The way to make a concept impregnable is to use rhetorical devices to render competition out of bounds, and then nationalize the favored view.  An AP story demonstrates how this is done with evolution.

John Hanna’s report on PhysOrg about draft science standards in Kansas renders any competitors to Darwinian evolution off limits.  “Kansas is now among 26 states helping to draft new science standards alongside the National Research Council, with the goal of creating standard, nationwide guidelines,” he wrote.  Here’s how the last sentence portrays evolutionary theory:

The first draft of the multi-state standards declares that evolution and its underlying mechanisms are “key to understanding both the unity and the diversity of life on Earth.” The standards also say evolution is among a few core concepts in life sciences that “have a long history and solid foundation based on the research evidence established by many scientists working across multiple fields.”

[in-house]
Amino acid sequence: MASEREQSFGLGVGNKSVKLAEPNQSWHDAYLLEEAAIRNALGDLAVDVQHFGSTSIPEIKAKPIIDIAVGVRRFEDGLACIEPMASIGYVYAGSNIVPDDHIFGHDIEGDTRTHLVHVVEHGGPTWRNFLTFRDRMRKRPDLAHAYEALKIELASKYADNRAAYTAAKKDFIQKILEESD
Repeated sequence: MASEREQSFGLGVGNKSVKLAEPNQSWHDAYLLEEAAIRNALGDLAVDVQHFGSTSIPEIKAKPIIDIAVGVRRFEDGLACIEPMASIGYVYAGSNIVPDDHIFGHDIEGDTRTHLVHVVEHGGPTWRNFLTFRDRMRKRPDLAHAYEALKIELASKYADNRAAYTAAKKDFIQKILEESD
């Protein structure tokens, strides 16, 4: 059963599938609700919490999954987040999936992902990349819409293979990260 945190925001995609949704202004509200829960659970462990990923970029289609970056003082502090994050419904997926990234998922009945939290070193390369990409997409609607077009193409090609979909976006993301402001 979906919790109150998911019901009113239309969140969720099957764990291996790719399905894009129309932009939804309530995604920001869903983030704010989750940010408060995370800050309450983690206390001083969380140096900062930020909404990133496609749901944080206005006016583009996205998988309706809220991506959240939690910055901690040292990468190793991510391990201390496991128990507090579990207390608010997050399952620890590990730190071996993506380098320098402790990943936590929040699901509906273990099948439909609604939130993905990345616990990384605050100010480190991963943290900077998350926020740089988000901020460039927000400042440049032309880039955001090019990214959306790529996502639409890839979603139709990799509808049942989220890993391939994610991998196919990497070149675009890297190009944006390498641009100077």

The only ones opposing this view, according to Hanna, are conservative Republicans, except for one “moderate Republican,” who ousted a conservative Republican in 2006.  She said “she’s comfortable with the language in the draft standards.”  It doesn’t appear that the one conservative Republican on the board, who believes “the draft embraces naturalism and secular humanism,” will get very far with his argument, “They are preferring one religious position over another.”  Who would ever want to throw away the key to understanding?….

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